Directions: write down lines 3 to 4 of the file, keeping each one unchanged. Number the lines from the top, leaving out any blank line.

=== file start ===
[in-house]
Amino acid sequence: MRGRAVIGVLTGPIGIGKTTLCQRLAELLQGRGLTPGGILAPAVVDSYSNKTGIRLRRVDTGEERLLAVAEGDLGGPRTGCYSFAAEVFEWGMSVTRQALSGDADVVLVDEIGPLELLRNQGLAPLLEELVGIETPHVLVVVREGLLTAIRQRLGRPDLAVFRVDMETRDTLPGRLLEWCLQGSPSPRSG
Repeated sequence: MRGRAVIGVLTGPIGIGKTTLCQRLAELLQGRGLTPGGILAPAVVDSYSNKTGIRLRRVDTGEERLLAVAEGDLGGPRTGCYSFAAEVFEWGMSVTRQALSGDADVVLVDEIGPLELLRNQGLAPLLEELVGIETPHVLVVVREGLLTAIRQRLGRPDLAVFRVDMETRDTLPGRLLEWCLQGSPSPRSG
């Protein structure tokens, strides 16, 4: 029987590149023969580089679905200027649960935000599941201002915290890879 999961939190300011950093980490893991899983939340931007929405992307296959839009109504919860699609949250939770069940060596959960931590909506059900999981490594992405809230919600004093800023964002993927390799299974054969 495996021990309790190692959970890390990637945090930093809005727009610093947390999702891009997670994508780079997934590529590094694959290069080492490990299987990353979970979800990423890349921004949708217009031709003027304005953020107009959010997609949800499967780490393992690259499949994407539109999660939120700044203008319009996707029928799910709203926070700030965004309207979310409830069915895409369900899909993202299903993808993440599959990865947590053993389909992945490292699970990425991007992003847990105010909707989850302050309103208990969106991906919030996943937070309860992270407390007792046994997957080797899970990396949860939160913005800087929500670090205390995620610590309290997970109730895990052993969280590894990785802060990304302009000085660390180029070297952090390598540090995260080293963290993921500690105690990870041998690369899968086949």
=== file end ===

Repeated sequence: MRGRAVIGVLTGPIGIGKTTLCQRLAELLQGRGLTPGGILAPAVVDSYSNKTGIRLRRVDTGEERLLAVAEGDLGGPRTGCYSFAAEVFEWGMSVTRQALSGDADVVLVDEIGPLELLRNQGLAPLLEELVGIETPHVLVVVREGLLTAIRQRLGRPDLAVFRVDMETRDTLPGRLLEWCLQGSPSPRSG
């Protein structure tokens, strides 16, 4: 029987590149023969580089679905200027649960935000599941201002915290890879 999961939190300011950093980490893991899983939340931007929405992307296959839009109504919860699609949250939770069940060596959960931590909506059900999981490594992405809230919600004093800023964002993927390799299974054969 495996021990309790190692959970890390990637945090930093809005727009610093947390999702891009997670994508780079997934590529590094694959290069080492490990299987990353979970979800990423890349921004949708217009031709003027304005953020107009959010997609949800499967780490393992690259499949994407539109999660939120700044203008319009996707029928799910709203926070700030965004309207979310409830069915895409369900899909993202299903993808993440599959990865947590053993389909992945490292699970990425991007992003847990105010909707989850302050309103208990969106991906919030996943937070309860992270407390007792046994997957080797899970990396949860939160913005800087929500670090205390995620610590309290997970109730895990052993969280590894990785802060990304302009000085660390180029070297952090390598540090995260080293963290993921500690105690990870041998690369899968086949």